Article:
An atmospheric pattern that remains stagnant for days on end is known as a "blocking pattern." One example of this is a "Rex Block."
A Rex Block happens when high pressure is located north of low pressure, as seen in the image below.
Air flows around high pressure and down to the low pressure, as shown in this image.
That flow results in a transfer of energy from north to south, but very little from west to east. The blue arrows in the following image show the "normal" west-to-east flow across the United States.
During a Rex Block, though, that normal west-to-east flow is not possible.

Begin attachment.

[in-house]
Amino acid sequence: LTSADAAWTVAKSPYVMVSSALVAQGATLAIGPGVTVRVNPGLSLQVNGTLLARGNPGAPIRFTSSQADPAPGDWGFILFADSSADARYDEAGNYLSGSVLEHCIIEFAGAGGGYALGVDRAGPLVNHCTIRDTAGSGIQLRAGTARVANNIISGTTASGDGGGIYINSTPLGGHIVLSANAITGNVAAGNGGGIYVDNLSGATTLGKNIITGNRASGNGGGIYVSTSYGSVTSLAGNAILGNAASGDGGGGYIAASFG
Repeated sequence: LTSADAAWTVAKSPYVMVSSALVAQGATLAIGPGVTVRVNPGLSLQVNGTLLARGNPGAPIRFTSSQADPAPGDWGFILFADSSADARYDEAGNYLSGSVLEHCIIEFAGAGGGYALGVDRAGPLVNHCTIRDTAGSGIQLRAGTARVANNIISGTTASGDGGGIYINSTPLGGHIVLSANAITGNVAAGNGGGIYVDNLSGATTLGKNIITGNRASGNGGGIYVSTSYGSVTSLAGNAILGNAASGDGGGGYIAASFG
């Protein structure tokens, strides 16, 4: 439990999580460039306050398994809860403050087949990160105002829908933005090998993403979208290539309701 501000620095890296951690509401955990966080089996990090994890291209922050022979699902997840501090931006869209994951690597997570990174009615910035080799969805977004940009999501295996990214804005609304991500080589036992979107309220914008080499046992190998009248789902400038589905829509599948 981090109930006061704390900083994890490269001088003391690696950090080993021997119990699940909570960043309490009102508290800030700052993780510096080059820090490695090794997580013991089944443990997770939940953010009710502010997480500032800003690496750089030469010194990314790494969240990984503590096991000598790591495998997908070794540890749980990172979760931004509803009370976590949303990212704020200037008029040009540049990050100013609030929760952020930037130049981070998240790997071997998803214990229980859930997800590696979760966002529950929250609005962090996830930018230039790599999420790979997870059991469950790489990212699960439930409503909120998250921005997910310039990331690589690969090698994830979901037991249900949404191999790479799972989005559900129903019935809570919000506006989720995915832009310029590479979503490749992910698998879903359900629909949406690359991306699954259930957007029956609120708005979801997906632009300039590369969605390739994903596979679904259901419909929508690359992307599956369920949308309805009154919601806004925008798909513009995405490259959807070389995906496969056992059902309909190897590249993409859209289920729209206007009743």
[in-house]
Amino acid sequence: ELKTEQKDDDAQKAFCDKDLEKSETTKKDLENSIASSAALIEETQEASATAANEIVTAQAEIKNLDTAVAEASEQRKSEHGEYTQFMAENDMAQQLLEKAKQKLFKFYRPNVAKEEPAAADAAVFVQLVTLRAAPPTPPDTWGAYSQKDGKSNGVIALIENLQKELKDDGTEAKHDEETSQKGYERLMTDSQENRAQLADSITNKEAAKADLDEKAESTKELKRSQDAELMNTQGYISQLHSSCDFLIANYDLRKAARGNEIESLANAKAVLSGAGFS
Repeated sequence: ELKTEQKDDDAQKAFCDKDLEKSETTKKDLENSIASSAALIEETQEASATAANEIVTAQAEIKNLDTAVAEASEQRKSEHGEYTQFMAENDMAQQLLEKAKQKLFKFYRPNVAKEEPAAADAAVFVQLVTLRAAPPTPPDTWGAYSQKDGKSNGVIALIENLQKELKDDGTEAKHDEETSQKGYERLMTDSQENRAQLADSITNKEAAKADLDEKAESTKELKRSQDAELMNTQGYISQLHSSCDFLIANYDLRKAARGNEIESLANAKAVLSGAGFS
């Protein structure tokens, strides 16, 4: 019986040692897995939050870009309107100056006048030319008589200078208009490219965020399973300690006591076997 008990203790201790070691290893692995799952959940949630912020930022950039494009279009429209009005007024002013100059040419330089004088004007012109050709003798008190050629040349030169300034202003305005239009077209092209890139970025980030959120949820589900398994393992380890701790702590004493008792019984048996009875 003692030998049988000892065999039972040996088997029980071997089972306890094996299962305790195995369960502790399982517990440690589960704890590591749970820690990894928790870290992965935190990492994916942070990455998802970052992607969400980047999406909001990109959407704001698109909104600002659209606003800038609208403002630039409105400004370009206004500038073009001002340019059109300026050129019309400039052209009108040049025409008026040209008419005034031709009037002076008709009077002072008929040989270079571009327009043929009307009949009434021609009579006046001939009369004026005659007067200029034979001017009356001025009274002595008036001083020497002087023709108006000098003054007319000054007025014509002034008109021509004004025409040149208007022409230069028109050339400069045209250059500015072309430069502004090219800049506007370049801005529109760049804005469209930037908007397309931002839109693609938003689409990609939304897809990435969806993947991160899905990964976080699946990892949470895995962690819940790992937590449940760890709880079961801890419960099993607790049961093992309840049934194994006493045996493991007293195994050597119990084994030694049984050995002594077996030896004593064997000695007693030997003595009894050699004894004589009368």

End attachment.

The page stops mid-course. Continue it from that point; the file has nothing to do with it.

The Rex Block results in little movement of storms from west to east. Instead, in the example image at the top of this story, the low pressure storm will stay stationary for several days. This pattern eventually breaks, but while it is present, areas seeing nice weather will continue seeing nice weather. Areas seeing stormy weather, on the other hand, will continue being stormy.
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